Finding matches in unsorted collections (or: how to find pairs of socks efficiently)


I was sorting through my clothes after taking them out of the drier today, and I realized that over time I've naturally come up with a strategy to optimize my work.


The problem is as follows: given an unordered collection of elements (socks), find the pairs matched by a key (sock color / model). The first phase is similar to hashing: as I take an element (sock) out of the initial collection (basket), I move it to a smaller heap (in my case: black dress socks, brown dress socks, and sports socks). Determining which heap (pile) a sock belongs to is very cheap, and breaks down a big problem into smaller problems.


This is important because, unfortunately, the next phase of the algorithm grows pretty darn fast as the size of the elements grow. Because the elements don't have an order (although they can be compared for equality), I'm forced to scan through each heap.


The algorithm is now: pick the first element (closest sock from where I am), scan through all the elements in that heap (a visual scan over the pile usually does the trick), then remove the matching elements from the heap when found. Like other 'scan unsorted stuff' algorithms, looking for an element that is not there (e.g. because the sock is tangled inside some shirt) is expensive (and annoying).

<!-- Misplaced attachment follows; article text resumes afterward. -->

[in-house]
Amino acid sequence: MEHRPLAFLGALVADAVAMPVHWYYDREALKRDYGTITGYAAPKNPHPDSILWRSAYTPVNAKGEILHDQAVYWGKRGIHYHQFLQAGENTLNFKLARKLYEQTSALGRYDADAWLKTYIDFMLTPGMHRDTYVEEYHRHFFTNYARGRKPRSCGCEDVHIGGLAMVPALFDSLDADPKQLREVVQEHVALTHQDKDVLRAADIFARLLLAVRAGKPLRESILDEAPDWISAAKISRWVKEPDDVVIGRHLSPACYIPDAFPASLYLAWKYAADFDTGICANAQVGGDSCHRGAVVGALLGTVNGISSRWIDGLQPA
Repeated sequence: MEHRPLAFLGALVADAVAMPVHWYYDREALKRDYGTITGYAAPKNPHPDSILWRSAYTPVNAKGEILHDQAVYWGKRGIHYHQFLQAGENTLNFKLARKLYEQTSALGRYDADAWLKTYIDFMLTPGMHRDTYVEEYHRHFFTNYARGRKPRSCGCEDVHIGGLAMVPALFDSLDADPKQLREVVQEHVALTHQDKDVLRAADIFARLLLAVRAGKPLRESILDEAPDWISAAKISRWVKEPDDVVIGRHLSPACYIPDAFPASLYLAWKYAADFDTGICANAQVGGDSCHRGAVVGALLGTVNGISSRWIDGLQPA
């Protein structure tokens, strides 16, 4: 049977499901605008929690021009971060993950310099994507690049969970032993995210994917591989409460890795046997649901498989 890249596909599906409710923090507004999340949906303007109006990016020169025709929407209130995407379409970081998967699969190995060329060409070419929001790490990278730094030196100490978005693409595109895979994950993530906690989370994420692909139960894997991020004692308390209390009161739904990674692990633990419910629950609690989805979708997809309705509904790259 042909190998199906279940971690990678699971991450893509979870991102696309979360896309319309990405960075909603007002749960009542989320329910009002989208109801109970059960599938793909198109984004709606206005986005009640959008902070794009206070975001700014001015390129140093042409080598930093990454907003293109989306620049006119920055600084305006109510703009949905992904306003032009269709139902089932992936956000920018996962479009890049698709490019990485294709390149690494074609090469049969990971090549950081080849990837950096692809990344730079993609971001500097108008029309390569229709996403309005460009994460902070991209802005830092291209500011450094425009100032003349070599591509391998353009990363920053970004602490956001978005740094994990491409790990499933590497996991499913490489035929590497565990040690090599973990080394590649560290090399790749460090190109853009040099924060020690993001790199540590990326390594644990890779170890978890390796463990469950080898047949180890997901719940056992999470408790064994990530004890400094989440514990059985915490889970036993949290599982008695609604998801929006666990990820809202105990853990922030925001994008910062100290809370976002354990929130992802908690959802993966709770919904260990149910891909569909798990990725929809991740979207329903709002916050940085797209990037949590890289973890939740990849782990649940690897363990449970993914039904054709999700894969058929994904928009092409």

So remember - if you can't sort, try to group by part of the equality comparison key! And of course, measure, measure, measure.


Comments (3)

  1. Rick Schaut says:

    Ah, but does your algorithm deal properly with the inevitable odd number of socks?

  2. Yaytay says:

    I think you have more socks than me!

    The thing I have found is that it takes more time to find socks if there are more socks of that colour (because it takes longer to compare them).

    To optimise for this I start with socks of the rarer colours – reducing the size of the set before performing the more expensive comparisons.

    Of course, I am aided in this by my parallel processing capability, but it might be a useful algorithm in the case where some comparisons are much more expensive than others.

    Without the parallel processing capability you’d need the expensive comparisons to cost more than an entire set of cheap comparisons.

  3. Well, you could look for an odd number of elements, but more commonly you will have an *even* number of unmatched socks (Murphy’s Law).

    I have to admit, mismatched socks are always a problem… I’m still fine-tuning this. One friend of mine recommends buying all your socks of a single color / model, and then *everything* matches – and you don’t have to do anything at all, just put everything in a drawer and pick any two socks. But that’s a bit extreme for me. 😀

    (hey, good name for game – eXtreme Sock Sorting!)

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